2 Samuel 3:25
Surely you realize that Abner son of Ner came to deceive you and to track your movements and all that you are doing."
A Long WarC. M. Fleury, A. M.2 Samuel 3:1-39
Perpetual WarJ. Irons.2 Samuel 3:1-39
Progress and Termination of the Civil WarW. G. Blaikie, M. A.2 Samuel 3:1-39
The Vengeance of JoabB. Dale 2 Samuel 3:22-30

2 Samuel 3:22-30. - (HEBRON.)

(1) Early life (1 Samuel 22:1);

(2) conflict with Abner (2 Samuel 2:13, 24, 30);

(3) capture of the stronghold of Zion (1 Chronicles 11:6);

(4) captain of the host (2 Samuel 8:16; 2 Samuel 20:23);

(5) conflicts with the Ammonites and Syrians (2 Samuel 10:7);

(6) reduction of the Edomites (1 Kings 11:15, 16);

(7) complicity in the murder of Uriah (2 Samuel 11:14);

(8) capture of Rabbah (2 Samuel 11:1; 2 Samuel 12:26);

(9) relations with Absalom (2 Samuel 14:1, 29);

(10) defeat and murder of Absalom (2 Samuel 18:2, 14);

(11) upbraiding the king (2 Samuel 19:5);

(12) replaced by Amasa (2 Samuel 20:4);

(13) murder of Amasa (2 Samuel 20:10);

(14) defeat of Sheba (2 Samuel 20:22);

(15) remonstrance with David (2 Samuel 24:3);

(16) defection to Adonijah (1 Kings 1:7);

(17) denounced by David (1 Kings 2:5);

(18) put to death by Benaiah at the command of Solomon (1 Kings 2:28, 34).]

1. Among those who played a prominent part in David's reign the foremost man was his nephew Joab. He was possessed of great physical strength and daring, clear judgment and strong will, eminent military skill, and immense power over others; "a bold captain in bad times." With the ruder qualities of activity, courage, and implacable revenge, "he combined something of a more statesmanlike character, which brings him more nearly to a level with his youthful uncle; and unquestionably gives him the second place in the whole history of David's reign. In consequence of his successful attempt at the siege of Jebus, he became commander-in-chief, the highest office in the state after the king. In this post he was content, and served the king with undeviating fidelity. In the wide range of wars which David undertook, Joab was the acting general, and he therefore may be considered as the founder, as far as military prowess was concerned, the Marlborough, the Belisarius, of the Jewish empire" (Stanley). His patriotism was unquestionable; nor was he without piety (2 Samuel 10:12).

2. His natural gifts, good qualities, and invaluable services were more than counterbalanced by his moral defects and numerous vices. "He ever appears wily, politic, and uuscrupulous" ('Speaker's Commentary'). "He is the impersonation of worldly policy, secular expediency, and temporal ambition, eager for his own personal aggrandizement, and especially for the maintenance of his own political ascendency, and practising on the weaknesses of princes for his own interests; but at last the victim of his own Machiavellian shrewdness" (Wordsworth).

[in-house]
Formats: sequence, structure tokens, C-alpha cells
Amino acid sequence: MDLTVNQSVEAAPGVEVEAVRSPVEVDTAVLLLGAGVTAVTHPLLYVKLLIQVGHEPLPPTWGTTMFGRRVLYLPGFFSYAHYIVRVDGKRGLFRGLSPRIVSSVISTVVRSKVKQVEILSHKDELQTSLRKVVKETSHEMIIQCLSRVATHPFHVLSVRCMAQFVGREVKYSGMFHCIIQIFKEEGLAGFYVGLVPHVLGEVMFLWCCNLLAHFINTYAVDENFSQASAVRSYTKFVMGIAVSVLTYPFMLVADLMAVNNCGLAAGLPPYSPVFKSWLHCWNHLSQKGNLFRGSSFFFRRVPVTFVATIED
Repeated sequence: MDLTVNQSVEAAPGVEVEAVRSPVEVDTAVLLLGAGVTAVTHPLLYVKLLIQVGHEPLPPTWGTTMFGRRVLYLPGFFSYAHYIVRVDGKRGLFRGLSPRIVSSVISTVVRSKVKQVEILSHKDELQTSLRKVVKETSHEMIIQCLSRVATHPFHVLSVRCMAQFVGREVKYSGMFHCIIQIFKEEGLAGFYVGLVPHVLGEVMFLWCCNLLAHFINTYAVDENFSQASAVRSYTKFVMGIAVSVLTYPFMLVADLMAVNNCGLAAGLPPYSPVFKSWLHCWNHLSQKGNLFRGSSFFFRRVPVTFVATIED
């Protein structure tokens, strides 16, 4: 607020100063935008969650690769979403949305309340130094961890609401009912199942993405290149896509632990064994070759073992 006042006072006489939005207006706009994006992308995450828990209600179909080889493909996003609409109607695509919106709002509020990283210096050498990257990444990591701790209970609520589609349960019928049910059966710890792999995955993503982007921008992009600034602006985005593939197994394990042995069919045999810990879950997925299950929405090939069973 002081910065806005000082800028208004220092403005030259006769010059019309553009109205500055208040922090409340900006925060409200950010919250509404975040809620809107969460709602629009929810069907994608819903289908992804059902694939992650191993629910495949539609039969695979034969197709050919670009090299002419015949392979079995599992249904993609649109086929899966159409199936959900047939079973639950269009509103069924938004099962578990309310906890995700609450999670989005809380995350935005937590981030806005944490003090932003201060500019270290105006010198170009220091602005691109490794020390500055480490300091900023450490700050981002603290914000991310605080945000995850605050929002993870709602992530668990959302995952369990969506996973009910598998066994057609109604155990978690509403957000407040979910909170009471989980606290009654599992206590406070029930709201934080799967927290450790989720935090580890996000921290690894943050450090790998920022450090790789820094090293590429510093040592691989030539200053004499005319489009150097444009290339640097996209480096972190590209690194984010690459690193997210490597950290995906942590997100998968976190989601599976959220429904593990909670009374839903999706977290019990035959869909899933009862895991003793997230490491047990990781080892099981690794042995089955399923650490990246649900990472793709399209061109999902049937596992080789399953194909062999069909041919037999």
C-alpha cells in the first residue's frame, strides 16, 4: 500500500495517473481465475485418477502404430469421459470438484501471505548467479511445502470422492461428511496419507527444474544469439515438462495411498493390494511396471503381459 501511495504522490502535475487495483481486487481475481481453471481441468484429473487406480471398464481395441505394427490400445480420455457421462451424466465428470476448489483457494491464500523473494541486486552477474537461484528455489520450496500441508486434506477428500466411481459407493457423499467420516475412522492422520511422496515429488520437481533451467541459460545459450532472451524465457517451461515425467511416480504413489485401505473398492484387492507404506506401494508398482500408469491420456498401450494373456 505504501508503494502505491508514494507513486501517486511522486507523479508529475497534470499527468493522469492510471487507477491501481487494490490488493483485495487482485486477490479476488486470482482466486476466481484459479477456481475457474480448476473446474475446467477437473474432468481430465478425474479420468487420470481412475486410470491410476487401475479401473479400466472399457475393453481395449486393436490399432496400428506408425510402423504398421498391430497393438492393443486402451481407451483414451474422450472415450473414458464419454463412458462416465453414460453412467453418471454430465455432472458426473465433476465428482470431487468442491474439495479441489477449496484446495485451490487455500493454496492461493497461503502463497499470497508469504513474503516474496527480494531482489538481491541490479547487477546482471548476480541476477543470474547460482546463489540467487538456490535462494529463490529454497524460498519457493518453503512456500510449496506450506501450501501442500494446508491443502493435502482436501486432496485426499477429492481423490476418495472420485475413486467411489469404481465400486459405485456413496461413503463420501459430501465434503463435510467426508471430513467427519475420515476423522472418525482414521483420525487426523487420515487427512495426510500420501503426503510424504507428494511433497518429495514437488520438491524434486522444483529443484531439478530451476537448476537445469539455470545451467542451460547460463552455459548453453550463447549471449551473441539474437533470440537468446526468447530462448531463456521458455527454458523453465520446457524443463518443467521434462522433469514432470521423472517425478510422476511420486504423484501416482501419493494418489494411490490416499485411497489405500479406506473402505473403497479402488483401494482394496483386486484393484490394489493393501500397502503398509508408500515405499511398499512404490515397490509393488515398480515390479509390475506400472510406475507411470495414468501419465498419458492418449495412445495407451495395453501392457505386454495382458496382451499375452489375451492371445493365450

3. "Joab was a type of the national aspect of Judaism. He was intensely Jewish, in the tribal meaning of the word, not in its higher, world wide bearing; only Judaean in everything that outwardly marked Judaism, though not regarded in its inward and spiritual reality. Nor is it without deep symbolical meaning, as we have the higher teaching of history, that Joab, the typical Eastern Judaean - may we not say, the type of Israel after the flesh? - should, in carrying out his own purposes and views, have at last compassed his own destruction" (Edersheim).

I. EVIL DEEDS ARE SELDOM WROUGHT WITHOUT PLAUSIBLE PRETEXTS. It is uncertain whether Joab was aware of former negotiations between David and Abner; but on returning to Hebron from a military expedition (against marauding troops, ch. 4:2), being informed of the league that had just been made, his suspicion was aroused; he hastened to the king with the view of inducing him to share it, probably believing that Abner was not to be trusted; and finding the result doubtful or contrary to his expectation, resolved to take the matter into his own hands, on the ground of:

1. Guilt incurred by a public enemy.

2. Zeal inspired for the king's safety (ver. 25).

3. Obligation imposed by personal injury, according to the custom of blood revenge (Exodus 21:13; Numbers 35:9-35; Deuteronomy 19:1-13). This is twice mentioned by the historian (vers. 27, 30) as the ostensible ground, and was perhaps popularly regarded as a sufficient justification of his deed. "The act of Abner was justifiable homicide; but it was precisely to such cases that the rule applied, not to those of murder, against the penalties of which no sanctuary afforded protection. Besides, unless the right of avengement for blood did apply to such cases as this, whence the deep necessity of Abner to avoid slaying Asahel (2 Samuel 2:22)? It may be admitted that a case of this nature may have involved some doubt as to the application of the rule to it, and very likely it was not in such cases often enforced. But where any room for doubt existed, Joab and Abishai might interpret it in their own favour as their justification for an act the true motives of which durst not be alleged, and as a ground, on which they might claim exemption from the punishment due to murder (Kitto, 'Daily Bible Illus.').

II. PLAUSIBLE PRETEXTS OFTEN COVER THE BASEST MOTIVES, though they cannot entirely conceal them.

1. Vindictiveness. Joab's act, even if it fell within the letter of the Law, which allowed punishment for homicide under certain circumstances (Numbers 35:22), was shown, by the place, the time, and the manner of it, to have been done, not from regard for justice, but from deliberate, unwarrantable, malicious revenge. So David regarded it (ver. 28); denouncing it as the "shedding of the blood of war in peace" (1 Kings 2:5), and joining it with the murder of Amasa.

2. Jealousy and ambition (1 Samuel 18:6-16). This was his main motive. He was "afraid of losing his command of the army and his dignity with the king, and lest he should be deprived of those advantages and Abner should obtain the first rank in David's court" (Josephus). Hence his suspicion and slander of Abner (ver. 25). "Through envy of the devil came death into the world" (Wisd. of Sol. 2:24).